My First “From Flat to Fabulous in Lightroom” Start-to-Finish Tutorial of 2017

Happy Monday everybody — this is going to be a GREAT week! So great, in fact, that I wanted to celebrate by doing my first “From Flat to Fabulous in Lightroom tutorial of the year. You’ll see the whole post processing edit from start to finish.

It’s below, but if you like this sort of tutorial, right below that video is the official trailer for my “From Flat to Fabulous in Photoshop” course, where I do 12 of these start-to-finish projects all in Photoshop and Camera Raw, and I provide you with the original files for download so you can follow right along. OK, here’s your assignment for this great day:

(a) watch the tutorial below
(b) watch the official trailer below that
(c) go take the course (here’s the link). OK, let’s get started!

OK, that’s the tutorial; now watch the really quick official trailer below:

OK, here’s the link to that course (if you’re not already a KelbyOne member, you can take the 10-day Free Trial and watch the full course right now plus enough 600 or so full length classes while you’re there).

Hope you found that helpful. 🙂



Author: Scott Kelby

Scott is the President of KelbyOne, an online educational community for photographers, Photoshop and Lightroom users. He's editor and publisher of Photoshop User Magazine, Editor of "Lightroom magazine"; Conference Technical Chair for the Photoshop World Conference & Expo, and the author of a string of bestselling Photoshop, Lightroom, and photography books. You can learn more about Scott at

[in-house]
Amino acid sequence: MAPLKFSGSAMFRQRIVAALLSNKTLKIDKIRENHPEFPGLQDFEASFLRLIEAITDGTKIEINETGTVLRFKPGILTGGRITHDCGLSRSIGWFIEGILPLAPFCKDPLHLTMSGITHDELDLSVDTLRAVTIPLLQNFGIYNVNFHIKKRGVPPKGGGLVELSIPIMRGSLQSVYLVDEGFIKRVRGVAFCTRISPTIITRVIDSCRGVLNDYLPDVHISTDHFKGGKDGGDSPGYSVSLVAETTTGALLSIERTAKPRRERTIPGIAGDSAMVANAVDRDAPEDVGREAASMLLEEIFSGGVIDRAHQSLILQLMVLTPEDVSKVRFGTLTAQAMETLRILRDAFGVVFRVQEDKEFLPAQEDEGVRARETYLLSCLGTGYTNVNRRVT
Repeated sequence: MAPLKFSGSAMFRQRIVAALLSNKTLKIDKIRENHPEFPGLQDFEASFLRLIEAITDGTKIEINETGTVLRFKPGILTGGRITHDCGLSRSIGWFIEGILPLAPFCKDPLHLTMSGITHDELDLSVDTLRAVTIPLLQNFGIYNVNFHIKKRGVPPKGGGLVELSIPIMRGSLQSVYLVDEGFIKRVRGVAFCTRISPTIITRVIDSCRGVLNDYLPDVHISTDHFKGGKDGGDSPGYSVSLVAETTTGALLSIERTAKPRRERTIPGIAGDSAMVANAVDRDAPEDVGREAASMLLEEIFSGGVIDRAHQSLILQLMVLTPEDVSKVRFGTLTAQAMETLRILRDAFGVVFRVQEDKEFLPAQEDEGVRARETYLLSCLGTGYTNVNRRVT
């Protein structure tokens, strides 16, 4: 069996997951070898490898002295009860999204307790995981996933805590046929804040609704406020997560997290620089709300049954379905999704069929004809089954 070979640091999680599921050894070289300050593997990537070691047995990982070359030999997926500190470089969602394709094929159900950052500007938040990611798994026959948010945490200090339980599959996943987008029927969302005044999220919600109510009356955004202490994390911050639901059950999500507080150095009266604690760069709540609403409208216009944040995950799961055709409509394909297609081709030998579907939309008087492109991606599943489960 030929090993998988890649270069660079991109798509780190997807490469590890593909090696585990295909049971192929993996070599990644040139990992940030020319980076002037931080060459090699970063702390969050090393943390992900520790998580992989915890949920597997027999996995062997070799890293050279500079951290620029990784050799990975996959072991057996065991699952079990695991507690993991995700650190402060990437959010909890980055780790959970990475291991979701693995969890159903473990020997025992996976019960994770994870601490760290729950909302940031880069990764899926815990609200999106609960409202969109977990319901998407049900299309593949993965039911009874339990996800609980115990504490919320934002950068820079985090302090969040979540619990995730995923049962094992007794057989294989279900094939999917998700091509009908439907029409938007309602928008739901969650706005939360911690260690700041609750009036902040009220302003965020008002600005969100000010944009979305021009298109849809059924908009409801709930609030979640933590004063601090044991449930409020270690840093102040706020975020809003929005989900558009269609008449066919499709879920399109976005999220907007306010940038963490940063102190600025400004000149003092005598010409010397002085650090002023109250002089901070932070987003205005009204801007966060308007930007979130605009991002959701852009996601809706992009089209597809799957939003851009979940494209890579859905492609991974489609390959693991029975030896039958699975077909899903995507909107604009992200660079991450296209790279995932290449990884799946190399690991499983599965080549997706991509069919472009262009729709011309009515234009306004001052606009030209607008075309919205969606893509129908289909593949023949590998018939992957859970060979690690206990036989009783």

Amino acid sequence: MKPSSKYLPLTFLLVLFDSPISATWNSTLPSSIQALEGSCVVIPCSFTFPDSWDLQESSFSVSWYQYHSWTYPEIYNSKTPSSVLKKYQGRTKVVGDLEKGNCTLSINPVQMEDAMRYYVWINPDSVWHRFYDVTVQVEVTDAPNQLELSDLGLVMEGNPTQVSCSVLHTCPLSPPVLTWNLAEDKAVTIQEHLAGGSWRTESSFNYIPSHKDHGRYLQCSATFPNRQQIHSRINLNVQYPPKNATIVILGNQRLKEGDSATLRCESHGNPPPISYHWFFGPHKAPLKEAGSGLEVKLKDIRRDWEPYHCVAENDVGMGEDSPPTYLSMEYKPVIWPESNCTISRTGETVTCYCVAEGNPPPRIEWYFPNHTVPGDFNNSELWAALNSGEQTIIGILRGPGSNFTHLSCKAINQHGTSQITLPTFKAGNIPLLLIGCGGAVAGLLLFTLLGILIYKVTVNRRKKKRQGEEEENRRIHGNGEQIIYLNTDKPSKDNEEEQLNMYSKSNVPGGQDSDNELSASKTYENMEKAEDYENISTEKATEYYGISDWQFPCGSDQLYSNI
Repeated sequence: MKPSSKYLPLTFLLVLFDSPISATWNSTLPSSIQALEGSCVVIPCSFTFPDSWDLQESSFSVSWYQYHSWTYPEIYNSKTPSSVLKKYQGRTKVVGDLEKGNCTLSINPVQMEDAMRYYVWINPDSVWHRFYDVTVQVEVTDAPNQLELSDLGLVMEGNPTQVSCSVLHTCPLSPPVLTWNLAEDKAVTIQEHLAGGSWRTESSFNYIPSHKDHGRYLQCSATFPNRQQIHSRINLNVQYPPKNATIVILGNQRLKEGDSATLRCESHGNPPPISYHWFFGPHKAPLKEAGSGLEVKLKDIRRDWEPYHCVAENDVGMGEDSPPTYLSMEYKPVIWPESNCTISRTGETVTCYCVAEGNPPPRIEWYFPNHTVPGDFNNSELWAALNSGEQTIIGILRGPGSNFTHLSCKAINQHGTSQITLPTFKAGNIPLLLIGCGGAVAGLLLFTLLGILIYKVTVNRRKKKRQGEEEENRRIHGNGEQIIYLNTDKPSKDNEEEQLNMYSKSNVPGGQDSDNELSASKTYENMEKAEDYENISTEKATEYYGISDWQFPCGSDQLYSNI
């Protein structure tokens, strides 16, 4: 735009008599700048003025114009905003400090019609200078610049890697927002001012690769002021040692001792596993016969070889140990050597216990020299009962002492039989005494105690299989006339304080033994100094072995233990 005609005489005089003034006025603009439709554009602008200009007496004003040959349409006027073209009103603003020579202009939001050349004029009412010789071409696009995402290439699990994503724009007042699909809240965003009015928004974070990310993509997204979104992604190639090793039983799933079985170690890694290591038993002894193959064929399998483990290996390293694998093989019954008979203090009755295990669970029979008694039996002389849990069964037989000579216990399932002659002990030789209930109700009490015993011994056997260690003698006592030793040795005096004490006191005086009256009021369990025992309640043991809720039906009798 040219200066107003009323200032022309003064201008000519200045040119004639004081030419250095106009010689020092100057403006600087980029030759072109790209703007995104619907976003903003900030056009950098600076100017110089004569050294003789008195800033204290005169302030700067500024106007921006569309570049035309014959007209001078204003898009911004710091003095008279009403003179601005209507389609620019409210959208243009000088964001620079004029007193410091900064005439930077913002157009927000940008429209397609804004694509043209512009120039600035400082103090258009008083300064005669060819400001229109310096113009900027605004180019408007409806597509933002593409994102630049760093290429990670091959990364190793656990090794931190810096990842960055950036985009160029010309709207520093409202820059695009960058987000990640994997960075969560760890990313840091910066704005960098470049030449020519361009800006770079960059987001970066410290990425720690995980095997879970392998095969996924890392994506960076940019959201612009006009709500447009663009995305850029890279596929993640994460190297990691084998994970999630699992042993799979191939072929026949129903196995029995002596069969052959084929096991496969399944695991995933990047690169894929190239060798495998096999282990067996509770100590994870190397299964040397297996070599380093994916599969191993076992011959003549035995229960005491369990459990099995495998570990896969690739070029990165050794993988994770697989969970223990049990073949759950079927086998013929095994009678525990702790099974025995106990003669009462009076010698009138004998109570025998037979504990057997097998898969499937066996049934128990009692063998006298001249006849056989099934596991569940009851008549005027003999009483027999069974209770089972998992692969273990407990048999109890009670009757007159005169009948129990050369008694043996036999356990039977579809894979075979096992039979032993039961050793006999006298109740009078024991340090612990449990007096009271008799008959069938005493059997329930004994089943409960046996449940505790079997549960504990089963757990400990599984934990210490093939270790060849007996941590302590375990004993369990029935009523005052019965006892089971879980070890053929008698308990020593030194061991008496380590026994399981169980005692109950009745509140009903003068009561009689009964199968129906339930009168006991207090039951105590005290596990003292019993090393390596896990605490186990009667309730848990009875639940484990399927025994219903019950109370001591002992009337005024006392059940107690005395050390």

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  1. Why do my images in Lightroom all say that the Profile is “Embedded”, and as a result, I do not have a choice of options as you did in the video?

    Thanks –


    Post a Reply
    • Are you shooting Jpeg? You loose a lot of data with jpegs, go with RAW.

      Post a Reply
  2. Great article with interesting tips. Thank you very much for sharing.

    Post a Reply
  3. Simple, fast and hopefully not furious after watching, great job Scott! 🙂

    Post a Reply
    • It’s a nice edit sure, but when you pull down the highlight you remove the tonal contrast between the highlight and mid-tones while adding saturation into the mix, right? If you convert this to a B&W after the compression of tonal range – it is basically a image made up of colorimetric difference. So in that regard, it is like editing a HDR – removing contrast and adding color+microcontrast (clarity), right? I’m just trying to find out why not shoot bracketing (BKT) and edit like HDR or with luminosity masks in PS or AuroraHDR and keep the contrast somewhat like “normal”.

      If I barely close my eyes and look at sunset then it appears very flat in tonality for me (bright to darks). Don’t hate me, I’m simply trying to find out of people hate normal contrast and tonality in images and love micro contrast and color.. I try editing for both but my images drown in Instagrams wealth of over-edited images (by my eyes). Maybe it’s just me, maybe I’m too “touchy” about this .. 🙂 .. I’m also a black and white photographer so I love contrast.

      Best regards

      Post a Reply


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